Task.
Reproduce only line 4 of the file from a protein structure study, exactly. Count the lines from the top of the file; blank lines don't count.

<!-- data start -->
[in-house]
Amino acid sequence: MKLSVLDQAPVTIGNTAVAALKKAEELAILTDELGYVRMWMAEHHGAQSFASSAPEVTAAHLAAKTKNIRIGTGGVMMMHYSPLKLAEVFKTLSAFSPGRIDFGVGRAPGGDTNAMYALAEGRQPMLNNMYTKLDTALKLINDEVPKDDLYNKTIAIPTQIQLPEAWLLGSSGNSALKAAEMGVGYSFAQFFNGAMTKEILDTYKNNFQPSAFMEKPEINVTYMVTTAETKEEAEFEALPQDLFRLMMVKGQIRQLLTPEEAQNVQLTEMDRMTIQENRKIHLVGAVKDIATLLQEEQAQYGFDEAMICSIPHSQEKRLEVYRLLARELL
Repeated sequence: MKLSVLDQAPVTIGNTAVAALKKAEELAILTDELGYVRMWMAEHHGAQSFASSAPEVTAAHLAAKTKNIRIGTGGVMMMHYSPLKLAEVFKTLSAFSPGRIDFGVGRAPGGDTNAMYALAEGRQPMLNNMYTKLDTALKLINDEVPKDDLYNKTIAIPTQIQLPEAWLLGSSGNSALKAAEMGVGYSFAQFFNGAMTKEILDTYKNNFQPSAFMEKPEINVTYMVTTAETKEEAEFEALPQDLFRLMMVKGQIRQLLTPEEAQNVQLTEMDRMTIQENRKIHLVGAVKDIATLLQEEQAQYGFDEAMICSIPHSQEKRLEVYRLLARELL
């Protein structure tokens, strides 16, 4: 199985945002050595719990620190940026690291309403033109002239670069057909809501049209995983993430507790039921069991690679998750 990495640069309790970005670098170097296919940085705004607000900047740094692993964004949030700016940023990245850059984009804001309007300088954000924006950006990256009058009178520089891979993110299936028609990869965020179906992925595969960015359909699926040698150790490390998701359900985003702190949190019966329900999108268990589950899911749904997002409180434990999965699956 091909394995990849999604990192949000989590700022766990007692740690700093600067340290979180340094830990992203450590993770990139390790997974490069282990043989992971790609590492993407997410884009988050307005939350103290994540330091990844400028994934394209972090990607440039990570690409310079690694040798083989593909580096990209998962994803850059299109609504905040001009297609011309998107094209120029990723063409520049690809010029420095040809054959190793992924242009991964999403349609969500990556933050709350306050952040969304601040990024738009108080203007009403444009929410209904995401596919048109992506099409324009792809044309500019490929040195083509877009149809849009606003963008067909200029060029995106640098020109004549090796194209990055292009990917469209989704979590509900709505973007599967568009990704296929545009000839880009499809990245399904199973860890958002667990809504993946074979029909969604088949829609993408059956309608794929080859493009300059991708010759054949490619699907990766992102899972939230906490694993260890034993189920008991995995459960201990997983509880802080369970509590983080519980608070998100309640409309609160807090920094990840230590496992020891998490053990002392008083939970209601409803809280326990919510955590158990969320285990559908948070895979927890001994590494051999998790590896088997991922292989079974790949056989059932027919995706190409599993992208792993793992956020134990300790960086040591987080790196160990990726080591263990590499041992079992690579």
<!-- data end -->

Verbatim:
């Protein structure tokens, strides 16, 4: 199985945002050595719990620190940026690291309403033109002239670069057909809501049209995983993430507790039921069991690679998750 990495640069309790970005670098170097296919940085705004607000900047740094692993964004949030700016940023990245850059984009804001309007300088954000924006950006990256009058009178520089891979993110299936028609990869965020179906992925595969960015359909699926040698150790490390998701359900985003702190949190019966329900999108268990589950899911749904997002409180434990999965699956 091909394995990849999604990192949000989590700022766990007692740690700093600067340290979180340094830990992203450590993770990139390790997974490069282990043989992971790609590492993407997410884009988050307005939350103290994540330091990844400028994934394209972090990607440039990570690409310079690694040798083989593909580096990209998962994803850059299109609504905040001009297609011309998107094209120029990723063409520049690809010029420095040809054959190793992924242009991964999403349609969500990556933050709350306050952040969304601040990024738009108080203007009403444009929410209904995401596919048109992506099409324009792809044309500019490929040195083509877009149809849009606003963008067909200029060029995106640098020109004549090796194209990055292009990917469209989704979590509900709505973007599967568009990704296929545009000839880009499809990245399904199973860890958002667990809504993946074979029909969604088949829609993408059956309608794929080859493009300059991708010759054949490619699907990766992102899972939230906490694993260890034993189920008991995995459960201990997983509880802080369970509590983080519980608070998100309640409309609160807090920094990840230590496992020891998490053990002392008083939970209601409803809280326990919510955590158990969320285990559908948070895979927890001994590494051999998790590896088997991922292989079974790949056989059932027919995706190409599993992208792993793992956020134990300790960086040591987080790196160990990726080591263990590499041992079992690579």